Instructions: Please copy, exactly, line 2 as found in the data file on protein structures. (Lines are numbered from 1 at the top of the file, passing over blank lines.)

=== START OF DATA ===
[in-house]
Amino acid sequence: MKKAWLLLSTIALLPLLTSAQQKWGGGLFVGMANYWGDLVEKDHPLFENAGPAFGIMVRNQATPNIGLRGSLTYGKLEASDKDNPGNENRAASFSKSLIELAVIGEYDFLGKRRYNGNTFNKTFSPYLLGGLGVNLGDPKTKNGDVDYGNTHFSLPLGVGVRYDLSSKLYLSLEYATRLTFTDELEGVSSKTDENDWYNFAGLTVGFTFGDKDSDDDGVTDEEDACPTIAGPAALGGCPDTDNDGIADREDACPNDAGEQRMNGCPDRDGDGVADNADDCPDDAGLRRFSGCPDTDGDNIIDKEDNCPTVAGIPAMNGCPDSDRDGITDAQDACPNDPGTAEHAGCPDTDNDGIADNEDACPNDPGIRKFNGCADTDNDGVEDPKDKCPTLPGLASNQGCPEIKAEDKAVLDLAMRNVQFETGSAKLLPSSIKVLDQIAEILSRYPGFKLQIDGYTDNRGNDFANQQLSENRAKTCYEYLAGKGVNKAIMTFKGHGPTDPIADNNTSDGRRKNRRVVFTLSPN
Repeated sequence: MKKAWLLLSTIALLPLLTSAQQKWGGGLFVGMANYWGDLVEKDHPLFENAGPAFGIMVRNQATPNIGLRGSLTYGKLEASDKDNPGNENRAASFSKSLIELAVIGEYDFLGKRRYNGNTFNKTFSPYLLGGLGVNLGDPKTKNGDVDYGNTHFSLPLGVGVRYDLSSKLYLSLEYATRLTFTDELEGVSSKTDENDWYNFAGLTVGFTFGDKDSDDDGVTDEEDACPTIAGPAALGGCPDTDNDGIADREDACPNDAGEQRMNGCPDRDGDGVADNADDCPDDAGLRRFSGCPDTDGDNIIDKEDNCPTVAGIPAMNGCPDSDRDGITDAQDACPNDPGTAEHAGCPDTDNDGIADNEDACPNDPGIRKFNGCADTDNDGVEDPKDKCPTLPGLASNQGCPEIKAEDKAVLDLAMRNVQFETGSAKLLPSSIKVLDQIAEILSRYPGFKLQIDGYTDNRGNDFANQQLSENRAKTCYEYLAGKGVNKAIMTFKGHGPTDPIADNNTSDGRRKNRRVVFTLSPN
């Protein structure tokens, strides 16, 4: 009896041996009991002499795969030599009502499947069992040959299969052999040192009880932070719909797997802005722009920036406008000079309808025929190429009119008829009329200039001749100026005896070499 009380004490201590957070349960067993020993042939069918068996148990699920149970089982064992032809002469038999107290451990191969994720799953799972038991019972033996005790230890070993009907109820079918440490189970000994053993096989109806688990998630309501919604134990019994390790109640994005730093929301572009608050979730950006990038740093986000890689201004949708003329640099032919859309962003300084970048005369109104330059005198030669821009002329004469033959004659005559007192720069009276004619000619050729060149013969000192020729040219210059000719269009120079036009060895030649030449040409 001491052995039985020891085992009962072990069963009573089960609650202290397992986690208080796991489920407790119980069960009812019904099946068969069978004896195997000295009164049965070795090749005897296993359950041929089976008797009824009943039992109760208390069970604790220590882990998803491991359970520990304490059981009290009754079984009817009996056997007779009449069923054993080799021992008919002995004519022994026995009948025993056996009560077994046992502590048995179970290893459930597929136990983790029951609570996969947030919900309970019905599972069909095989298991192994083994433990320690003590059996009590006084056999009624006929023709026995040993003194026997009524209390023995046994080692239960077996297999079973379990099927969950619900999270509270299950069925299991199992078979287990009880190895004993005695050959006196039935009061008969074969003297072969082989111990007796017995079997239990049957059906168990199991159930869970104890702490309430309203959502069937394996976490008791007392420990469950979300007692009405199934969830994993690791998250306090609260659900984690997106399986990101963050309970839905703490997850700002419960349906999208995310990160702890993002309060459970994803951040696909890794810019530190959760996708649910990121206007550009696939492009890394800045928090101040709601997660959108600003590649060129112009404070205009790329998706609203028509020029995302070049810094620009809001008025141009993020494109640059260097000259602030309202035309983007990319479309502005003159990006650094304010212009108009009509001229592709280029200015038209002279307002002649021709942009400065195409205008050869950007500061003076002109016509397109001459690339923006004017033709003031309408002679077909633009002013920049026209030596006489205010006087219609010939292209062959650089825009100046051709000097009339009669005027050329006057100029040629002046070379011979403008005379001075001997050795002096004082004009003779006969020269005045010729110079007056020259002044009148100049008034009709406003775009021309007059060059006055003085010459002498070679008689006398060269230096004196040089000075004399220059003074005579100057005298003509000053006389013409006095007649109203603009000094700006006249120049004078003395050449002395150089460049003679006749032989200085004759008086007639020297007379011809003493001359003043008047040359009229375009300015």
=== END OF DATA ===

Amino acid sequence: MKKAWLLLSTIALLPLLTSAQQKWGGGLFVGMANYWGDLVEKDHPLFENAGPAFGIMVRNQATPNIGLRGSLTYGKLEASDKDNPGNENRAASFSKSLIELAVIGEYDFLGKRRYNGNTFNKTFSPYLLGGLGVNLGDPKTKNGDVDYGNTHFSLPLGVGVRYDLSSKLYLSLEYATRLTFTDELEGVSSKTDENDWYNFAGLTVGFTFGDKDSDDDGVTDEEDACPTIAGPAALGGCPDTDNDGIADREDACPNDAGEQRMNGCPDRDGDGVADNADDCPDDAGLRRFSGCPDTDGDNIIDKEDNCPTVAGIPAMNGCPDSDRDGITDAQDACPNDPGTAEHAGCPDTDNDGIADNEDACPNDPGIRKFNGCADTDNDGVEDPKDKCPTLPGLASNQGCPEIKAEDKAVLDLAMRNVQFETGSAKLLPSSIKVLDQIAEILSRYPGFKLQIDGYTDNRGNDFANQQLSENRAKTCYEYLAGKGVNKAIMTFKGHGPTDPIADNNTSDGRRKNRRVVFTLSPN